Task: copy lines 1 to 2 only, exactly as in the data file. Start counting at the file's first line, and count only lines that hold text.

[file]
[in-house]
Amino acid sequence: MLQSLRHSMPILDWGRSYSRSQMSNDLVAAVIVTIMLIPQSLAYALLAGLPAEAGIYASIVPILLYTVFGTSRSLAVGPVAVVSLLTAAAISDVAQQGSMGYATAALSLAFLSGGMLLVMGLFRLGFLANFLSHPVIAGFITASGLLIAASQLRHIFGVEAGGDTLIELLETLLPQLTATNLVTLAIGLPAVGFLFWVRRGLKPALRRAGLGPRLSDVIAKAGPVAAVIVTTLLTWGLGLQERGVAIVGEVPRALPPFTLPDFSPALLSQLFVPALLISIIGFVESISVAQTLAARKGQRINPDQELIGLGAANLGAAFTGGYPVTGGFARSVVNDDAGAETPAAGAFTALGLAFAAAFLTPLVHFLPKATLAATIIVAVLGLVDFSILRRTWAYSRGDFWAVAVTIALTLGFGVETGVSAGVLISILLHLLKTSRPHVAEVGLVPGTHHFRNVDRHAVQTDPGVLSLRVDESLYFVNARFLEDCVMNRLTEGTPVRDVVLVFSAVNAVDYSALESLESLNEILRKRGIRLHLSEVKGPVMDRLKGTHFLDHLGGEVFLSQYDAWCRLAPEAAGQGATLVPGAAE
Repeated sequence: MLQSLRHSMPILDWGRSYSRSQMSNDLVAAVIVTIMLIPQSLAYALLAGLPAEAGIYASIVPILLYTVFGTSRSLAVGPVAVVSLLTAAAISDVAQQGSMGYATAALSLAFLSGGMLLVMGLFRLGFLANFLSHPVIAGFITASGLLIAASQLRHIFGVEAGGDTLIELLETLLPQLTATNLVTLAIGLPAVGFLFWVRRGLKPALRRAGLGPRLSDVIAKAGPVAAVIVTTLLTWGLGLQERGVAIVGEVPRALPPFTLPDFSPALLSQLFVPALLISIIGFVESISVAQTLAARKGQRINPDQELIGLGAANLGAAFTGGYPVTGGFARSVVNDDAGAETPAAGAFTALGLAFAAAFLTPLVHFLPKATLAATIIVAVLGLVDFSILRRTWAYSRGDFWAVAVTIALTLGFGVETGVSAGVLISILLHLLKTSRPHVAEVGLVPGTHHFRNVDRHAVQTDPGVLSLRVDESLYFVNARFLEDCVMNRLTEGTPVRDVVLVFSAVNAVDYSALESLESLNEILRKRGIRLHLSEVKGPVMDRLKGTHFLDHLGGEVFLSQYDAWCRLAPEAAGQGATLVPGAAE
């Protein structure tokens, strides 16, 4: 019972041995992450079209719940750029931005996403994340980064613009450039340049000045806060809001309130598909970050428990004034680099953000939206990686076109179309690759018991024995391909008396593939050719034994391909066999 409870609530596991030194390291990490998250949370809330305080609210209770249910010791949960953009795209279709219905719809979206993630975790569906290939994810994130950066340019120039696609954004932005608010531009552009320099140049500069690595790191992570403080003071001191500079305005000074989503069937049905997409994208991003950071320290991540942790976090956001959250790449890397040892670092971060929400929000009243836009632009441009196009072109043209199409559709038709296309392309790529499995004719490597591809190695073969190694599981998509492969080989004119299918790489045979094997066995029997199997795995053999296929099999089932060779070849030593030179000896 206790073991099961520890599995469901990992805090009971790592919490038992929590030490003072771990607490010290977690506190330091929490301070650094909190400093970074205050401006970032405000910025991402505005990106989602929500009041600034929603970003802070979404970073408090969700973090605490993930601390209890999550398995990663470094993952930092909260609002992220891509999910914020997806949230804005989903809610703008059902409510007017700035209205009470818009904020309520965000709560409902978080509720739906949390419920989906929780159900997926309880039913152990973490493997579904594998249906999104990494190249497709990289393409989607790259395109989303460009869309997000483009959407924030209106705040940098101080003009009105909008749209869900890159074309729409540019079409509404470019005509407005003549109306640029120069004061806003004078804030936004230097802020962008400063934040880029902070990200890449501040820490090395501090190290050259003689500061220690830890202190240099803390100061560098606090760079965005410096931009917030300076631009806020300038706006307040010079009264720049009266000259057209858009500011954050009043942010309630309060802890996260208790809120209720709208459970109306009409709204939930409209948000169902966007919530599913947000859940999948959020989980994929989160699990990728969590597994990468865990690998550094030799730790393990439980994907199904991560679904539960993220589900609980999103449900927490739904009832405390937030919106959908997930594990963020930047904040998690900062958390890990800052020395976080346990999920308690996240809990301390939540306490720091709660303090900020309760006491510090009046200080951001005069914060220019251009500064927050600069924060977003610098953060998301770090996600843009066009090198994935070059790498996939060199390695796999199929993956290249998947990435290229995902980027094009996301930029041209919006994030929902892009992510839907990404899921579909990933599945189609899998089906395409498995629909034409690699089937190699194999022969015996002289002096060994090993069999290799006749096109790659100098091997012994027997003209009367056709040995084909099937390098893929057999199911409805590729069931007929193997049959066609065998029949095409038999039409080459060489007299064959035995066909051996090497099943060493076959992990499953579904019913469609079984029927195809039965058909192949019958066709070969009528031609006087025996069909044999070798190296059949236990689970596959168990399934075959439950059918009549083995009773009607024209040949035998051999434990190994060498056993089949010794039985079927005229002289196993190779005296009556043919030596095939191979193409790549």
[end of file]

[in-house]
Amino acid sequence: MLQSLRHSMPILDWGRSYSRSQMSNDLVAAVIVTIMLIPQSLAYALLAGLPAEAGIYASIVPILLYTVFGTSRSLAVGPVAVVSLLTAAAISDVAQQGSMGYATAALSLAFLSGGMLLVMGLFRLGFLANFLSHPVIAGFITASGLLIAASQLRHIFGVEAGGDTLIELLETLLPQLTATNLVTLAIGLPAVGFLFWVRRGLKPALRRAGLGPRLSDVIAKAGPVAAVIVTTLLTWGLGLQERGVAIVGEVPRALPPFTLPDFSPALLSQLFVPALLISIIGFVESISVAQTLAARKGQRINPDQELIGLGAANLGAAFTGGYPVTGGFARSVVNDDAGAETPAAGAFTALGLAFAAAFLTPLVHFLPKATLAATIIVAVLGLVDFSILRRTWAYSRGDFWAVAVTIALTLGFGVETGVSAGVLISILLHLLKTSRPHVAEVGLVPGTHHFRNVDRHAVQTDPGVLSLRVDESLYFVNARFLEDCVMNRLTEGTPVRDVVLVFSAVNAVDYSALESLESLNEILRKRGIRLHLSEVKGPVMDRLKGTHFLDHLGGEVFLSQYDAWCRLAPEAAGQGATLVPGAAE